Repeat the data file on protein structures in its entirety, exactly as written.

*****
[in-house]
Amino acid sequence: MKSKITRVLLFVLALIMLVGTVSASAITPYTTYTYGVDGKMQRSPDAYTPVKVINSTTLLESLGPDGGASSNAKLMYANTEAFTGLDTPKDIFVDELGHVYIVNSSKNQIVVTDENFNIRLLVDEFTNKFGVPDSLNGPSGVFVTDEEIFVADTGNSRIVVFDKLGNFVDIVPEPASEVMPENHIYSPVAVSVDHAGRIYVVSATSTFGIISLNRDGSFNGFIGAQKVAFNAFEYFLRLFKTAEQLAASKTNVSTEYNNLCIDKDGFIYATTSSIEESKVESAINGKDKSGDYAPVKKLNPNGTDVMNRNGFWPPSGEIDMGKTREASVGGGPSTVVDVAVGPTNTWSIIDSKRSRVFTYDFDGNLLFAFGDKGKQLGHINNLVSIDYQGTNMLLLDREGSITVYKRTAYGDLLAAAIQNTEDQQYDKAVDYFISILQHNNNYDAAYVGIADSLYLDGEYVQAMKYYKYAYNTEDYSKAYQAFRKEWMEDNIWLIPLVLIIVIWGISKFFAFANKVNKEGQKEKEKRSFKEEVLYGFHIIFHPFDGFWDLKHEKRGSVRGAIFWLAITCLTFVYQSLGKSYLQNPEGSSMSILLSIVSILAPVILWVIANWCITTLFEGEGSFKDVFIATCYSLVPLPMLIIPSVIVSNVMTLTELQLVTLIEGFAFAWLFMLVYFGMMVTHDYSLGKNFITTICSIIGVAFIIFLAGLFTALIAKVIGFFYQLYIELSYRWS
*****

[in-house]
Amino acid sequence: MKSKITRVLLFVLALIMLVGTVSASAITPYTTYTYGVDGKMQRSPDAYTPVKVINSTTLLESLGPDGGASSNAKLMYANTEAFTGLDTPKDIFVDELGHVYIVNSSKNQIVVTDENFNIRLLVDEFTNKFGVPDSLNGPSGVFVTDEEIFVADTGNSRIVVFDKLGNFVDIVPEPASEVMPENHIYSPVAVSVDHAGRIYVVSATSTFGIISLNRDGSFNGFIGAQKVAFNAFEYFLRLFKTAEQLAASKTNVSTEYNNLCIDKDGFIYATTSSIEESKVESAINGKDKSGDYAPVKKLNPNGTDVMNRNGFWPPSGEIDMGKTREASVGGGPSTVVDVAVGPTNTWSIIDSKRSRVFTYDFDGNLLFAFGDKGKQLGHINNLVSIDYQGTNMLLLDREGSITVYKRTAYGDLLAAAIQNTEDQQYDKAVDYFISILQHNNNYDAAYVGIADSLYLDGEYVQAMKYYKYAYNTEDYSKAYQAFRKEWMEDNIWLIPLVLIIVIWGISKFFAFANKVNKEGQKEKEKRSFKEEVLYGFHIIFHPFDGFWDLKHEKRGSVRGAIFWLAITCLTFVYQSLGKSYLQNPEGSSMSILLSIVSILAPVILWVIANWCITTLFEGEGSFKDVFIATCYSLVPLPMLIIPSVIVSNVMTLTELQLVTLIEGFAFAWLFMLVYFGMMVTHDYSLGKNFITTICSIIGVAFIIFLAGLFTALIAKVIGFFYQLYIELSYRWS